Sunday, September 13, 2015

What the Korean Martyrs Teach the Church

We hear a lot about religious and clerics and their love for others but last year in August, we had the beatification of 124,  and only one was a  priest; the rest were lay people--Paul Yun Ji-chung and 123 companions.  A  Catholic Times' column recounts the lessons we learn from those early martyrs.

Our times are different; these martyrs practiced their faith in their society and gave witness to Jesus' love. We have many examples of how they lived the social Gospel. Hwang Il kwang  (1757-1802) was one of those martyrs from the lowest class within the Joseon society who was moved greatly by the social equality and freedom in the new community he joined. He could sit in the same group of Christians and talk about Jesus at a time in which this was not cultural habit. Simon was moved by the noble class's treatment of him and is quoted as saying: "There is not only a heaven after this earthly life but we have heaven here and now."

Blessed Son Kyung-yeun, Gervasio, Korean martyr, in order to help the Christians bought a large house; in the front of the house, he made it into a tavern; inside was a gathering place for the Christians. Gervasio knew the reason for the use of money. The inside and outside were different; our exterior and interior are not as altruistic.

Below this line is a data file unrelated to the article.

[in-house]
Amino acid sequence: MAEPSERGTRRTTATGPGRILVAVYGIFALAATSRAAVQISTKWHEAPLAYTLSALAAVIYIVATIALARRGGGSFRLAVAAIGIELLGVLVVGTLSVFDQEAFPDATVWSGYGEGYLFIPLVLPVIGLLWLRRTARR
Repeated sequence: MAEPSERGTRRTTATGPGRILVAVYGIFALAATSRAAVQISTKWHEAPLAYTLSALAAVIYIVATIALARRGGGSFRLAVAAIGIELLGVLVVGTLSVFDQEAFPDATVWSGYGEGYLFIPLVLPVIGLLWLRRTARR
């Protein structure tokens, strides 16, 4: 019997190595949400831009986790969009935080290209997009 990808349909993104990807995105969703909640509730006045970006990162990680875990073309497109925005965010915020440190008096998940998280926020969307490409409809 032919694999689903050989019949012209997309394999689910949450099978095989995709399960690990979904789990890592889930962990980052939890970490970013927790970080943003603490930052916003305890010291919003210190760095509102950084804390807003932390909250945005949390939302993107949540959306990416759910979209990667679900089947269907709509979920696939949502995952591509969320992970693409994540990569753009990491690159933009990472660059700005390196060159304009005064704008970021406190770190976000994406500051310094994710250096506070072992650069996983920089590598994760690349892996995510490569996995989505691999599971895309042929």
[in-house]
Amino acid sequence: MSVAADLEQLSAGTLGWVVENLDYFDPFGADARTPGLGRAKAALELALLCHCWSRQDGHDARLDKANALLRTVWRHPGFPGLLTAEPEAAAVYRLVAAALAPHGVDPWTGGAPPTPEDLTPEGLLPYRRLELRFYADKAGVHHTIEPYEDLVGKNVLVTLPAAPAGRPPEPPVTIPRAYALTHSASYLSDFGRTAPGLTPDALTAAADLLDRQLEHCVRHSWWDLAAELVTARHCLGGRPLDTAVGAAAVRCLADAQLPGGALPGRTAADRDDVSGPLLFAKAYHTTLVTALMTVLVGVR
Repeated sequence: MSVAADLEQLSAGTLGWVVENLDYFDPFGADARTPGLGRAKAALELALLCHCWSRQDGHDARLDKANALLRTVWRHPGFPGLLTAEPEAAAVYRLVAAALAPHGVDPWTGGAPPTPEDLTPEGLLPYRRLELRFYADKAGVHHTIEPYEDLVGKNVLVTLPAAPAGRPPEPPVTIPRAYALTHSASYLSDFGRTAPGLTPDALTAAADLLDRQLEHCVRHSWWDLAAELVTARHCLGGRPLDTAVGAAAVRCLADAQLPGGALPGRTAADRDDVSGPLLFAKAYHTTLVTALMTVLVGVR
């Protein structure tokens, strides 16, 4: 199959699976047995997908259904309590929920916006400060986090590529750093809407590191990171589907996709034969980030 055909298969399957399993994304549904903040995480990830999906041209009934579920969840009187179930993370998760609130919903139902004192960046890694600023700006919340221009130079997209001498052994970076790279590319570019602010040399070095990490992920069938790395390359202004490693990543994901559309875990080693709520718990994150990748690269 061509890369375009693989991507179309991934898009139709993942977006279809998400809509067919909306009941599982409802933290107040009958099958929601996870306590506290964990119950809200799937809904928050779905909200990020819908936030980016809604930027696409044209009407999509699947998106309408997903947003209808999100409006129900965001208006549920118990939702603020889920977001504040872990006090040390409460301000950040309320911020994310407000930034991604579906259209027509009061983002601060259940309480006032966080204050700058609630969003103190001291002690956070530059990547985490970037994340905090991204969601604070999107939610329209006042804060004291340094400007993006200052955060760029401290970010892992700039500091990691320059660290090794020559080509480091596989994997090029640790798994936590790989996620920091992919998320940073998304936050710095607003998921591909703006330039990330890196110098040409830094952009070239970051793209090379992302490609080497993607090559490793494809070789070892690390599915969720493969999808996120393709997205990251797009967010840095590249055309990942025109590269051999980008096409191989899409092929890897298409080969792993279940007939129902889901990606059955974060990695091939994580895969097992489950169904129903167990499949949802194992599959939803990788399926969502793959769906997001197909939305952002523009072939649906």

Blessed Chon Suk and Kwan Chon-rye knew the preciousness of life, and in the world of today where the meaning of sex has disappeared, they as a virgin married couple showed the Christians the deep meaning of love. People of faith know that without our giving of ourselves, all our actions  become lifeless, self-centered. 

September is  the month of the martyrs. A month in which we realize there is something more important than life. They fought against what they found in society that was not just, with their lives. They fought against a way of thinking with another, armed only with the teachings of Jesus. 

"The example of the martyrs also teaches us the importance of charity in the life of faith.  It was the purity of their witness to Christ, expressed in an acceptance of the equal dignity of all the baptized, which led them to a form of fraternal life that challenged the rigid social structures of their day.  It was their refusal to separate the twin commandment of love of God and love of neighbor, which impelled them to such great solicitude for the needs of the brethren.  Their example has much to say to us who live in societies where, alongside immense wealth, dire poverty is silently growing; where the cry of the poor is seldom heeded; and where Christ continues to call out to us, asking us to love and serve him by tending to our brothers and sisters in need." These words are from the sermon of Pope Francis at the Beatification on August 16, 2014.

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